Jimi Plays Berkeley (1971)
“He can’t say anything to me; I just feel it, you know?”
Genres, Themes, Actors, and Directors:
The film opens with Jimi riding to his venue while an unseen commentator describes him as someone who lives for his music, and feels his audiences deeply.
Next we’re shown footage of peaceful protesters in Berkeley refusing to pay $3.50 to see Woodstock (1970) — a film, one argues, that they (the people) made.
But the bulk of the short documentary consists of Jimi playing, once even using his teeth (his virtuosity here must be seen to be believed):
In between, we see footage of increasingly violent protests taking place across the city:
… but we return again and again to Jimi himself on stage:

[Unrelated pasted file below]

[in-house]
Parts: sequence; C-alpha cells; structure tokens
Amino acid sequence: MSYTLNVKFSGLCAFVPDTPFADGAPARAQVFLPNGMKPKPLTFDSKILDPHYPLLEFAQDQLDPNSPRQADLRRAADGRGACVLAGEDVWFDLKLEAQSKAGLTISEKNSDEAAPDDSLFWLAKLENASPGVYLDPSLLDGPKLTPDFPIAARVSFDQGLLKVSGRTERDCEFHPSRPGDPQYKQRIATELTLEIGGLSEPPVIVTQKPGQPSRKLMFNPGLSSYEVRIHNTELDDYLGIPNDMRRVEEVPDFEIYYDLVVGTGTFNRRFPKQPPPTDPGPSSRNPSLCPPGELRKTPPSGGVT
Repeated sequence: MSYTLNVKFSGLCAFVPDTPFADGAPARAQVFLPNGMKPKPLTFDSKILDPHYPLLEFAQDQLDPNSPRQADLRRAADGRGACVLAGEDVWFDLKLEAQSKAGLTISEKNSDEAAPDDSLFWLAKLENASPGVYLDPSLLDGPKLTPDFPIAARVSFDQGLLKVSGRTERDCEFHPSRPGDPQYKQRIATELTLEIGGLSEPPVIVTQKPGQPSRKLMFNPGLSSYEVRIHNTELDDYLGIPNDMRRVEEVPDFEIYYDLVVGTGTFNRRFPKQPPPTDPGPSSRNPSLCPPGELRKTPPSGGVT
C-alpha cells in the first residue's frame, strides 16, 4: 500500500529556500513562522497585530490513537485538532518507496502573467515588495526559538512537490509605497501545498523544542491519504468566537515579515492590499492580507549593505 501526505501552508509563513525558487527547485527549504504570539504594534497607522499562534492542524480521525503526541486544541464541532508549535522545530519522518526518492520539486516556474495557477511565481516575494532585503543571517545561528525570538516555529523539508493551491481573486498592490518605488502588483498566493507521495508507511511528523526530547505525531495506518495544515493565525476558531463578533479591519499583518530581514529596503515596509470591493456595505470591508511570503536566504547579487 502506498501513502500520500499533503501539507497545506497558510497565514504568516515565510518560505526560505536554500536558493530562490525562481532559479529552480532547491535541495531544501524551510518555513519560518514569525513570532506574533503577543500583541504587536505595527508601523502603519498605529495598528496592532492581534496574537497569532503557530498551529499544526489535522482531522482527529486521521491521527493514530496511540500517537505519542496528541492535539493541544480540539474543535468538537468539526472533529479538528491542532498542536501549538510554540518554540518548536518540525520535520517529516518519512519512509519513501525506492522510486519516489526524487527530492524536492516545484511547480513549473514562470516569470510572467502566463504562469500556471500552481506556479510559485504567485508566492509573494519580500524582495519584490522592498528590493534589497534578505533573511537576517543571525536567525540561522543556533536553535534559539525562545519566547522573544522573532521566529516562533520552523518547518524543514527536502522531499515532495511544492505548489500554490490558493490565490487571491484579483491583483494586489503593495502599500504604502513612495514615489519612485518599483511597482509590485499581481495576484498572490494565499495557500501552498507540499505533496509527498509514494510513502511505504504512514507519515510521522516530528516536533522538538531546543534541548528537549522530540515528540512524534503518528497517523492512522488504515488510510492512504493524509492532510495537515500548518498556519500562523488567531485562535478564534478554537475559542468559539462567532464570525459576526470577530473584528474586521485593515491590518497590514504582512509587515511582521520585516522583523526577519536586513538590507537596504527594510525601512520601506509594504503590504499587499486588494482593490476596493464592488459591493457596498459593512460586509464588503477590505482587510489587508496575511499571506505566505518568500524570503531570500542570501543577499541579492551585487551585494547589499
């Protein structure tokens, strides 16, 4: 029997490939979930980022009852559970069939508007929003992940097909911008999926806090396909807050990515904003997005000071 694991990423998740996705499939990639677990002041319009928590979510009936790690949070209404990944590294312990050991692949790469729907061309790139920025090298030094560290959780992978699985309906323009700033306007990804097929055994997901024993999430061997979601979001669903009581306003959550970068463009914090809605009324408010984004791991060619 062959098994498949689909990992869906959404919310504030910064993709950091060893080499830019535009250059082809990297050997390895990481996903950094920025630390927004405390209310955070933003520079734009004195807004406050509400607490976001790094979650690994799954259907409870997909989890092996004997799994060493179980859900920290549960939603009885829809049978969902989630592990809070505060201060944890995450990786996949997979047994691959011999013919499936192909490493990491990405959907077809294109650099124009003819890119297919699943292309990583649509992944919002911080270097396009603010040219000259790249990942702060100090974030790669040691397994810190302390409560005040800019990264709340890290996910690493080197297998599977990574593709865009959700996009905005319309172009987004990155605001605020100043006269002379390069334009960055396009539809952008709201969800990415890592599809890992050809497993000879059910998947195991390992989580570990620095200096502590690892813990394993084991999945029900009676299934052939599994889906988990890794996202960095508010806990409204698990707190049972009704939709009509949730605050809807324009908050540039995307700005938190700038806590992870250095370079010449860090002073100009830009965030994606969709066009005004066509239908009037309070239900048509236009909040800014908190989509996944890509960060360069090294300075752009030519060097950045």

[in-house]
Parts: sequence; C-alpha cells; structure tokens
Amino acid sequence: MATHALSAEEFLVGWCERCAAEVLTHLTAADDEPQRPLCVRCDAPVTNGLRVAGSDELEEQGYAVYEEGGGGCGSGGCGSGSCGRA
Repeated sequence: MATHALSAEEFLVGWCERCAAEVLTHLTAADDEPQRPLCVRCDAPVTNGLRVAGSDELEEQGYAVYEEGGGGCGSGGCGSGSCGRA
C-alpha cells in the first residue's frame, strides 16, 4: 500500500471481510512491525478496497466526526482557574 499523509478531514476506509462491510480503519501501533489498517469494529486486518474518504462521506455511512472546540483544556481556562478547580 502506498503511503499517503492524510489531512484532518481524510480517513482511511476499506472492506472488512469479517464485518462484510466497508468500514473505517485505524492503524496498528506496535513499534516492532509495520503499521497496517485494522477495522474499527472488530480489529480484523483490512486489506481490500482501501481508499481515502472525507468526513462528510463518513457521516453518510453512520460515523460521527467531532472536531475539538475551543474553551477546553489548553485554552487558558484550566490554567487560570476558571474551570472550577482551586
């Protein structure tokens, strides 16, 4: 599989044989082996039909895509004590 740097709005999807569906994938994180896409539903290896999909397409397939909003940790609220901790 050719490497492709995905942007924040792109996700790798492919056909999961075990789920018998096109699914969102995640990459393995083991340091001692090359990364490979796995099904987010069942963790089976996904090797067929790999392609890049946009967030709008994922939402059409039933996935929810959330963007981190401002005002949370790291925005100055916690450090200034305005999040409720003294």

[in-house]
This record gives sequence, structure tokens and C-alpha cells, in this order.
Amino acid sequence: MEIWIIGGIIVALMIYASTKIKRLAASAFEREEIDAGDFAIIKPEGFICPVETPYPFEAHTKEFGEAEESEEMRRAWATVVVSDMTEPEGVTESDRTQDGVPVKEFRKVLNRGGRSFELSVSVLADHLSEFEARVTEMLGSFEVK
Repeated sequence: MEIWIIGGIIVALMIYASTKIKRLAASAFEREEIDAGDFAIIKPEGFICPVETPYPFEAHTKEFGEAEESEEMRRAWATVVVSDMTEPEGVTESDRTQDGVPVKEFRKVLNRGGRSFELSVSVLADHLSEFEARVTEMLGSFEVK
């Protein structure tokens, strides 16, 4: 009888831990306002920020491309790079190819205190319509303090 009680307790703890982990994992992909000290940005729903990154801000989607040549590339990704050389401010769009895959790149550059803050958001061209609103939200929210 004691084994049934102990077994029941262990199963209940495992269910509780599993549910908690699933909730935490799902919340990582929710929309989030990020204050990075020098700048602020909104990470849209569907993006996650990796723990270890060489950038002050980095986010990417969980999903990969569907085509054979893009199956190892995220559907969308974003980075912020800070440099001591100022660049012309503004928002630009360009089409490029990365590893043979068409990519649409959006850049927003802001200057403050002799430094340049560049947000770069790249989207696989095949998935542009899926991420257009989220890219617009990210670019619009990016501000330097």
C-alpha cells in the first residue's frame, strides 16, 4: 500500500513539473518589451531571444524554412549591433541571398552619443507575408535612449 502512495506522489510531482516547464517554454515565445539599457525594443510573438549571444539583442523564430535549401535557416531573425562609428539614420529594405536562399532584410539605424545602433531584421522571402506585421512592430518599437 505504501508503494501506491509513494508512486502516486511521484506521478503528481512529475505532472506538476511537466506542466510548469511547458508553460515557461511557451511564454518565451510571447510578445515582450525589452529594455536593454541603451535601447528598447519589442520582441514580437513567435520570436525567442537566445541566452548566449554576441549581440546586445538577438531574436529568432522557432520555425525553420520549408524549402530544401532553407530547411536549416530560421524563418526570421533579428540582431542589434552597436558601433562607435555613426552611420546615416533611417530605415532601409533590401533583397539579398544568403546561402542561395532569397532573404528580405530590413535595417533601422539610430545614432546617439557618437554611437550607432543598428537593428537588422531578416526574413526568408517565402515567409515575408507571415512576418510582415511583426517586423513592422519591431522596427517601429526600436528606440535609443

… cross-cut with audience reactions, including these two impossibly-young-seeming front-row fans:
Film fanatics with a particular interest in Hendrix will surely want to check this concert movie out, though others may be content simply to see his iconic performances in Monterey Pop (1968) or Woodstock (1970).
Redeeming Qualities and Moments:
One thought on “Jimi Plays Berkeley (1971)”
First viewing. For Hendrix fans only.
At 48 minutes, this ultimately isn’t that much of a concert film – mainly since time doesn’t allow for Hendrix to play all that much; though he does throw himself into what we see with his singular legendary style (the effect of which is a matter of taste).
Wikipedia lists 10 concert films and 14 documentaries covering Hendrix (oddly, the song lists for them are largely similar) but, yes, for the average film fanatic ‘Monterey Pop’ and ‘Woodstock’ are likely to suffice.